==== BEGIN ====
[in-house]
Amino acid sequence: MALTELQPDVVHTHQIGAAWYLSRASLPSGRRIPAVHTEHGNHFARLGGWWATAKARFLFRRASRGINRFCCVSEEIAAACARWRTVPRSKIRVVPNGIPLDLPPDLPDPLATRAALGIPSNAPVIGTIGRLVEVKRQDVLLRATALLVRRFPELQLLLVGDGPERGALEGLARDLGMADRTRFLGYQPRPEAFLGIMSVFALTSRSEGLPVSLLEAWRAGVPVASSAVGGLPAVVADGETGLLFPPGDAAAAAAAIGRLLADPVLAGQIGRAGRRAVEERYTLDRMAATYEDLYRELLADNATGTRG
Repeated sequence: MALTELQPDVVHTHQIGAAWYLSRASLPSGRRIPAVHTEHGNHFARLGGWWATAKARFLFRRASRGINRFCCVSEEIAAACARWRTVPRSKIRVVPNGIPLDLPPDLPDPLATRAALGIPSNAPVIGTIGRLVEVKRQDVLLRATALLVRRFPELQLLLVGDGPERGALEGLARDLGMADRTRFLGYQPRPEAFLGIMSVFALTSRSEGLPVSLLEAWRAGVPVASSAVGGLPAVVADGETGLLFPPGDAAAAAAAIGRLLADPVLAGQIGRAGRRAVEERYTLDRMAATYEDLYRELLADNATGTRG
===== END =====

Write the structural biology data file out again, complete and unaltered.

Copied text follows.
[in-house]
Amino acid sequence: MALTELQPDVVHTHQIGAAWYLSRASLPSGRRIPAVHTEHGNHFARLGGWWATAKARFLFRRASRGINRFCCVSEEIAAACARWRTVPRSKIRVVPNGIPLDLPPDLPDPLATRAALGIPSNAPVIGTIGRLVEVKRQDVLLRATALLVRRFPELQLLLVGDGPERGALEGLARDLGMADRTRFLGYQPRPEAFLGIMSVFALTSRSEGLPVSLLEAWRAGVPVASSAVGGLPAVVADGETGLLFPPGDAAAAAAAIGRLLADPVLAGQIGRAGRRAVEERYTLDRMAATYEDLYRELLADNATGTRG
Repeated sequence: MALTELQPDVVHTHQIGAAWYLSRASLPSGRRIPAVHTEHGNHFARLGGWWATAKARFLFRRASRGINRFCCVSEEIAAACARWRTVPRSKIRVVPNGIPLDLPPDLPDPLATRAALGIPSNAPVIGTIGRLVEVKRQDVLLRATALLVRRFPELQLLLVGDGPERGALEGLARDLGMADRTRFLGYQPRPEAFLGIMSVFALTSRSEGLPVSLLEAWRAGVPVASSAVGGLPAVVADGETGLLFPPGDAAAAAAAIGRLLADPVLAGQIGRAGRRAVEERYTLDRMAATYEDLYRELLADNATGTRG